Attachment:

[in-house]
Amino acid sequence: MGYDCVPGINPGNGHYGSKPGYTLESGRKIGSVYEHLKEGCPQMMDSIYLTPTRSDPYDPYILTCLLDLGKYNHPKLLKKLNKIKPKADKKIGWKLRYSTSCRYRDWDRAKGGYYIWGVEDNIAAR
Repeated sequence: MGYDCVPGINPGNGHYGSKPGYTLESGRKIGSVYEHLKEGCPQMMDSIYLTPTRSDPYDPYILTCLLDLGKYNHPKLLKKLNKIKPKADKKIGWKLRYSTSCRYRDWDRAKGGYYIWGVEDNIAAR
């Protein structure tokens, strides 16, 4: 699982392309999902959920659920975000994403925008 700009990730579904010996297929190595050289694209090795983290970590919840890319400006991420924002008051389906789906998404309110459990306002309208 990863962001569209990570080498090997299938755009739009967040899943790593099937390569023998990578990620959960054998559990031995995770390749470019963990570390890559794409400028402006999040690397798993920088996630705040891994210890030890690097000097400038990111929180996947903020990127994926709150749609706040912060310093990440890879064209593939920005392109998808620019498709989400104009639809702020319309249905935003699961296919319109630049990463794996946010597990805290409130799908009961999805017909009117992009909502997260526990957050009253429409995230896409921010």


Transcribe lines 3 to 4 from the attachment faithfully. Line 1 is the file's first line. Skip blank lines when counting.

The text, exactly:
Repeated sequence: MGYDCVPGINPGNGHYGSKPGYTLESGRKIGSVYEHLKEGCPQMMDSIYLTPTRSDPYDPYILTCLLDLGKYNHPKLLKKLNKIKPKADKKIGWKLRYSTSCRYRDWDRAKGGYYIWGVEDNIAAR
């Protein structure tokens, strides 16, 4: 699982392309999902959920659920975000994403925008 700009990730579904010996297929190595050289694209090795983290970590919840890319400006991420924002008051389906789906998404309110459990306002309208 990863962001569209990570080498090997299938755009739009967040899943790593099937390569023998990578990620959960054998559990031995995770390749470019963990570390890559794409400028402006999040690397798993920088996630705040891994210890030890690097000097400038990111929180996947903020990127994926709150749609706040912060310093990440890879064209593939920005392109998808620019498709989400104009639809702020319309249905935003699961296919319109630049990463794996946010597990805290409130799908009961999805017909009117992009909502997260526990957050009253429409995230896409921010």